Woods confirmed on Wednesday that he has never met or personally spoken to anyone from PIF, including Al-Rumayyan. He was asked if he has a sense of what Saudi Arabia’s “end game” is in seeking to join forces with the PGA Tour.

“From what their representatives have discussed with us, yes and no,” Woods said, “because that changes and that evolves from a few months ago to what it is currently now.”

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Tiger Woods walks with Buffalo Bills quarterback Josh Allen during their pro-am round of the Genesis Invitational.

Ben Jared

“I don't know if it's good or bad,” Woods said. “It's an ongoing, fluid process.”

In terms of his golf, Woods’ return to Riviera is always somewhat bittersweet. He watched the pros play here as a young child, got his first sponsor’s exemption at Riviera when he was 16, and now hosts the tournament that drives sizeable dollars into his foundation. Yet he still has never lifted the trophy here in 12 tries as a professional.

The closest Woods came was very early in his career, when he lost a playoff in 1998 to Billy Mayfair when the then-Nissan Open was played for one year at Valencia Country Club. The next year, Woods tied for second, losing by two shots to Ernie Els.

Since then, he has two other top-seven finishes, but really has not sniffed a victory. Last year, in Woods’ return from two years away after his car accident, he made the cut on the number and eventually tied for 45th.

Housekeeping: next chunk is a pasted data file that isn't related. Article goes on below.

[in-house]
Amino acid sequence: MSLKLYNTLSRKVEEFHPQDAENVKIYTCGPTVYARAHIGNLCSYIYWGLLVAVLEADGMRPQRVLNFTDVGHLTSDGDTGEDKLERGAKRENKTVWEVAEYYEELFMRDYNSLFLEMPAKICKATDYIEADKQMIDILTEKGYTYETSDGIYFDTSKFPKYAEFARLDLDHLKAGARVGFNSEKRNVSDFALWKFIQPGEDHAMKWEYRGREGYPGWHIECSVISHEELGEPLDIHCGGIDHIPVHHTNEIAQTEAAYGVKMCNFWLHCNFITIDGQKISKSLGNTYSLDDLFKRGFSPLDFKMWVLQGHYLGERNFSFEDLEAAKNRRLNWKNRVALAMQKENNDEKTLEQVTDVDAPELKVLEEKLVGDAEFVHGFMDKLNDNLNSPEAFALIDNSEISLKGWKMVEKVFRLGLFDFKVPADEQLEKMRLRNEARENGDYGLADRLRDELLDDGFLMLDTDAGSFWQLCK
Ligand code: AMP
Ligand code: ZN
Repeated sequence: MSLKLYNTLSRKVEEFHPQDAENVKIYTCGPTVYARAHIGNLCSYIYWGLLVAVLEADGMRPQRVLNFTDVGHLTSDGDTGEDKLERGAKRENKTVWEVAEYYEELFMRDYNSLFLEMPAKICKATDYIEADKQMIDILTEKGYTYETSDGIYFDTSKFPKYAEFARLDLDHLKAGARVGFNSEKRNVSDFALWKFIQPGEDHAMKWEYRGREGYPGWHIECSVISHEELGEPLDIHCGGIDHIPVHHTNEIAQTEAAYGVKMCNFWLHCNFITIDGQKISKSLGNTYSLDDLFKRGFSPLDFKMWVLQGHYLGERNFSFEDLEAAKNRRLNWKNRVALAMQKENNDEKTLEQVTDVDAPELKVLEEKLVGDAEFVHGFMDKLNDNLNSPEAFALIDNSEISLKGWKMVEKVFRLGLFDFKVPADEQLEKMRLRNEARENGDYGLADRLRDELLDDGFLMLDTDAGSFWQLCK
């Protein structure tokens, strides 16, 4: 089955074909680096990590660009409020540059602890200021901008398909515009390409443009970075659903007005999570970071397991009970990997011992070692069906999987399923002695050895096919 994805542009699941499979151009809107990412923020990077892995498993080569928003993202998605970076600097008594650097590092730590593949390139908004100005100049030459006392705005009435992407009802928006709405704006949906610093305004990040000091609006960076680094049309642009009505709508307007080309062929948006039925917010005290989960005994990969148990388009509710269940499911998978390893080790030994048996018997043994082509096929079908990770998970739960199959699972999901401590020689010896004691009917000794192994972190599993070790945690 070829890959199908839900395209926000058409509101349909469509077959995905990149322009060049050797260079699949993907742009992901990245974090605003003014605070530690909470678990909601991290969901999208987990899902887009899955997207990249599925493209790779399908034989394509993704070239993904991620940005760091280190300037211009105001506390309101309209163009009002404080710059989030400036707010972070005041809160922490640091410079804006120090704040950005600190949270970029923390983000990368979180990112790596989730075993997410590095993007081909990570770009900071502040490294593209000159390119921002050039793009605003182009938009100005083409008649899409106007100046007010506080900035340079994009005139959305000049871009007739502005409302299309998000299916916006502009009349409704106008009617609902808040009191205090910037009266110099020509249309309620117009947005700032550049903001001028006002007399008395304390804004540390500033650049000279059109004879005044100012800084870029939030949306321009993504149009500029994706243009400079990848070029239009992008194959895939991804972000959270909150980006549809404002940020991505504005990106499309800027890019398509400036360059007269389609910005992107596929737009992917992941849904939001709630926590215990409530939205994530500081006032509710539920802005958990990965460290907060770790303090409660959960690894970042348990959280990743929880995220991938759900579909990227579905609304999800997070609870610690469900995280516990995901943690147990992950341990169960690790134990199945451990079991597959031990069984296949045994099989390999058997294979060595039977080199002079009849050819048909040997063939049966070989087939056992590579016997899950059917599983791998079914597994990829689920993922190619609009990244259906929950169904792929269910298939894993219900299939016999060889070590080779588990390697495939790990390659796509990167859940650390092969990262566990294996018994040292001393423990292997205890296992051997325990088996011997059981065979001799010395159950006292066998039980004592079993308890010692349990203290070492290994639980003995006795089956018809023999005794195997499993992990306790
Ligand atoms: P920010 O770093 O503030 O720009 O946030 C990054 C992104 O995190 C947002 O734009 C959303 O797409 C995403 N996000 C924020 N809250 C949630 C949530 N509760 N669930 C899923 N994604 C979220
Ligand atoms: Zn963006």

Woods cited poor putting on Wednesday as a reason for not playing better at Riviera, but he has fared splendidly elsewhere in California on the Poa annua greens at Torrey Pines and Pebble Beach.

“It is frustrating in the sense that this is a golf course that has been to me very comfortable visually,” he said. “It's a fader's delight from the tee shots and I have been a pretty good iron player. But for some reason I just haven't put it together at this event other than one time with a chance. For some reason it just hasn't happened. Hopefully, it will this week.”

The good news is that Woods seems to be limping less than he has in any of his previous public golf appearances. On Wednesday he had a spirited pro-am group that included Buffalo Bills quarterback Josh Allen and Los Angeles Angels veteran outfielder Aaron Hicks.

“We had an absolute blast and couldn't ask for a more perfect weather day,” Woods said. “And we just had a bunch of fun talking trash, telling stories and just enjoying just a really fun day.”

Despite the enormous challenges Woods has faced with his health, these are the times he still cherishes.

“I still love competing, I love playing, I love being a part of the game of golf,” he said. “This is the game of a lifetime, and I don't ever want to stop playing. I love being able to compete; I love being able to enjoy different conversations from across time.

“For instance, like today, to be able to play with two great athletes, the cross-pollination doesn't happen with other sports. And this game, I love that, and I don't ever want to lose that.”